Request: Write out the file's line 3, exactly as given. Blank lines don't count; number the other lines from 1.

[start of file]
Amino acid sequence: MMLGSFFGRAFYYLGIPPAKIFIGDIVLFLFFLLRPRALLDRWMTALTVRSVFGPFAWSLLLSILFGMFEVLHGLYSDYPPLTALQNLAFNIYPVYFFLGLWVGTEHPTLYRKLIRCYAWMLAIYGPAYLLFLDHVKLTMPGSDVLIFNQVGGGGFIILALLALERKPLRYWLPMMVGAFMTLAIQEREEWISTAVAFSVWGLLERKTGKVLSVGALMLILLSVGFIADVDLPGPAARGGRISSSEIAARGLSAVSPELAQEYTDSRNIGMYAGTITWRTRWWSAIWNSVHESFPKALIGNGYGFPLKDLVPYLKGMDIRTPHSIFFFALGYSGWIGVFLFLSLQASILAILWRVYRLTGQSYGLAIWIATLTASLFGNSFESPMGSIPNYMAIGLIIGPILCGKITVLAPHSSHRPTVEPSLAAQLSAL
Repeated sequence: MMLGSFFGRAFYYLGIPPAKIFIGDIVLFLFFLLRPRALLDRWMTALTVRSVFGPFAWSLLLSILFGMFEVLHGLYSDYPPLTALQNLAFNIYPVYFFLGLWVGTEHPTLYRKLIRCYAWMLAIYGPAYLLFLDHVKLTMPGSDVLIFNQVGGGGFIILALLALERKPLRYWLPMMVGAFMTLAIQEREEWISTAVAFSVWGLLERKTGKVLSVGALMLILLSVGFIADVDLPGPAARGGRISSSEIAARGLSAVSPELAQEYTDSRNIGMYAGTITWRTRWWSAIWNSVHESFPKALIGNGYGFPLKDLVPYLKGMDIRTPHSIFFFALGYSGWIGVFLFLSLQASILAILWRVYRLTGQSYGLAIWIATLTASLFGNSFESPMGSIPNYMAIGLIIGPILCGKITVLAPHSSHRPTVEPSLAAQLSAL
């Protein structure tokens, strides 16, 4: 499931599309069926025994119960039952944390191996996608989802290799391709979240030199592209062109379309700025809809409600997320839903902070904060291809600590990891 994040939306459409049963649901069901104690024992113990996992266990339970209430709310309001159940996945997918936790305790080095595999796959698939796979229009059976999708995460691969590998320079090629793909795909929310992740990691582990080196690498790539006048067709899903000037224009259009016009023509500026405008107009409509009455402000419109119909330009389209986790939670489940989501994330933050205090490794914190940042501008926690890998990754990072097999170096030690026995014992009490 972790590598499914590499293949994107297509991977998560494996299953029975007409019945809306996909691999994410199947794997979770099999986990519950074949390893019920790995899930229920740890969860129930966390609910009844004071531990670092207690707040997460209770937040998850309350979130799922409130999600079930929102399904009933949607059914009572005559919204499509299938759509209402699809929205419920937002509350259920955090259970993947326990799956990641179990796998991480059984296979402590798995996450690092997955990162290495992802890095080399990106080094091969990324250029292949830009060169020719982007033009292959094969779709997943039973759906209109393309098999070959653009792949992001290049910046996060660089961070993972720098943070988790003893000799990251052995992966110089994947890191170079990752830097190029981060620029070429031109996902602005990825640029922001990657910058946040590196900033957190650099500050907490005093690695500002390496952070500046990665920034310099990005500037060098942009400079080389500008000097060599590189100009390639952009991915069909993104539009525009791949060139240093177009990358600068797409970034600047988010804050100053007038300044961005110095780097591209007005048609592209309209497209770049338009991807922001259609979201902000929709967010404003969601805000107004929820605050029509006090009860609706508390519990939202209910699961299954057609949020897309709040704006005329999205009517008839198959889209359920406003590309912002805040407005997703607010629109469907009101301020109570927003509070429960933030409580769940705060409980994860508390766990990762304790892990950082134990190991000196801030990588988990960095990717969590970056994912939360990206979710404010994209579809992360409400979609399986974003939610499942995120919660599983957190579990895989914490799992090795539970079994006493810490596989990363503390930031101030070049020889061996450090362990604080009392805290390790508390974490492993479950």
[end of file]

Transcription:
């Protein structure tokens, strides 16, 4: 499931599309069926025994119960039952944390191996996608989802290799391709979240030199592209062109379309700025809809409600997320839903902070904060291809600590990891 994040939306459409049963649901069901104690024992113990996992266990339970209430709310309001159940996945997918936790305790080095595999796959698939796979229009059976999708995460691969590998320079090629793909795909929310992740990691582990080196690498790539006048067709899903000037224009259009016009023509500026405008107009409509009455402000419109119909330009389209986790939670489940989501994330933050205090490794914190940042501008926690890998990754990072097999170096030690026995014992009490 972790590598499914590499293949994107297509991977998560494996299953029975007409019945809306996909691999994410199947794997979770099999986990519950074949390893019920790995899930229920740890969860129930966390609910009844004071531990670092207690707040997460209770937040998850309350979130799922409130999600079930929102399904009933949607059914009572005559919204499509299938759509209402699809929205419920937002509350259920955090259970993947326990799956990641179990796998991480059984296979402590798995996450690092997955990162290495992802890095080399990106080094091969990324250029292949830009060169020719982007033009292959094969779709997943039973759906209109393309098999070959653009792949992001290049910046996060660089961070993972720098943070988790003893000799990251052995992966110089994947890191170079990752830097190029981060620029070429031109996902602005990825640029922001990657910058946040590196900033957190650099500050907490005093690695500002390496952070500046990665920034310099990005500037060098942009400079080389500008000097060599590189100009390639952009991915069909993104539009525009791949060139240093177009990358600068797409970034600047988010804050100053007038300044961005110095780097591209007005048609592209309209497209770049338009991807922001259609979201902000929709967010404003969601805000107004929820605050029509006090009860609706508390519990939202209910699961299954057609949020897309709040704006005329999205009517008839198959889209359920406003590309912002805040407005997703607010629109469907009101301020109570927003509070429960933030409580769940705060409980994860508390766990990762304790892990950082134990190991000196801030990588988990960095990717969590970056994912939360990206979710404010994209579809992360409400979609399986974003939610499942995120919660599983957190579990895989914490799992090795539970079994006493810490596989990363503390930031101030070049020889061996450090362990604080009392805290390790508390974490492993479950």